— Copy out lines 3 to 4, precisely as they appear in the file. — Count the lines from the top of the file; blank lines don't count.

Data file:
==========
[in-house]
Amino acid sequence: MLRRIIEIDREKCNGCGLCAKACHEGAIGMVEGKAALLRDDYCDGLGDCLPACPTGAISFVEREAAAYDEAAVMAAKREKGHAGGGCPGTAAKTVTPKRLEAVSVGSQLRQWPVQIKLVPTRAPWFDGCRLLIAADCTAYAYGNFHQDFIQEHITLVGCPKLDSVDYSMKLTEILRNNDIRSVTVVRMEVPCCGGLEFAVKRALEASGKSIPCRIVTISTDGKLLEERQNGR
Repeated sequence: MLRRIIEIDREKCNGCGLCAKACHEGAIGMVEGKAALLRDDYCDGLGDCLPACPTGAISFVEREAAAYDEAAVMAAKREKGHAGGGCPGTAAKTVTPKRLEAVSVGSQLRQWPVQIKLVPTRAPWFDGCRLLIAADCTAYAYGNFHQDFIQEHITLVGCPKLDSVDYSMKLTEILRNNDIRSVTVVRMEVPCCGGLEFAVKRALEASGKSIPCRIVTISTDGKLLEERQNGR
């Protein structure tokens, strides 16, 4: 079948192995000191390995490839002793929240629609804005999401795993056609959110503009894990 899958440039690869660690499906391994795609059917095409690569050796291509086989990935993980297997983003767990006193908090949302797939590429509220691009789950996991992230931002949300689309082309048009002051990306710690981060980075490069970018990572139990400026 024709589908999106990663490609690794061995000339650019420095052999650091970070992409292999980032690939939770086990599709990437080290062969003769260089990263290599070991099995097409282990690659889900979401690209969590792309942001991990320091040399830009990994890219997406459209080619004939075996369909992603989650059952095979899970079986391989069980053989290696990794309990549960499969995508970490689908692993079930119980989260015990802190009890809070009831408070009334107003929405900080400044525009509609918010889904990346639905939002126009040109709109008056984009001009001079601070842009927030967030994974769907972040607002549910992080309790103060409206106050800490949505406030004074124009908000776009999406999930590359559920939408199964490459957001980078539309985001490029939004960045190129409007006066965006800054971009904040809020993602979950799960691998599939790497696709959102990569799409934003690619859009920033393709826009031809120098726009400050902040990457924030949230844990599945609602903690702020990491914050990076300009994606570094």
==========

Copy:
Repeated sequence: MLRRIIEIDREKCNGCGLCAKACHEGAIGMVEGKAALLRDDYCDGLGDCLPACPTGAISFVEREAAAYDEAAVMAAKREKGHAGGGCPGTAAKTVTPKRLEAVSVGSQLRQWPVQIKLVPTRAPWFDGCRLLIAADCTAYAYGNFHQDFIQEHITLVGCPKLDSVDYSMKLTEILRNNDIRSVTVVRMEVPCCGGLEFAVKRALEASGKSIPCRIVTISTDGKLLEERQNGR
């Protein structure tokens, strides 16, 4: 079948192995000191390995490839002793929240629609804005999401795993056609959110503009894990 899958440039690869660690499906391994795609059917095409690569050796291509086989990935993980297997983003767990006193908090949302797939590429509220691009789950996991992230931002949300689309082309048009002051990306710690981060980075490069970018990572139990400026 024709589908999106990663490609690794061995000339650019420095052999650091970070992409292999980032690939939770086990599709990437080290062969003769260089990263290599070991099995097409282990690659889900979401690209969590792309942001991990320091040399830009990994890219997406459209080619004939075996369909992603989650059952095979899970079986391989069980053989290696990794309990549960499969995508970490689908692993079930119980989260015990802190009890809070009831408070009334107003929405900080400044525009509609918010889904990346639905939002126009040109709109008056984009001009001079601070842009927030967030994974769907972040607002549910992080309790103060409206106050800490949505406030004074124009908000776009999406999930590359559920939408199964490459957001980078539309985001490029939004960045190129409007006066965006800054971009904040809020993602979950799960691998599939790497696709959102990569799409934003690619859009920033393709826009031809120098726009400050902040990457924030949230844990599945609602903690702020990491914050990076300009994606570094």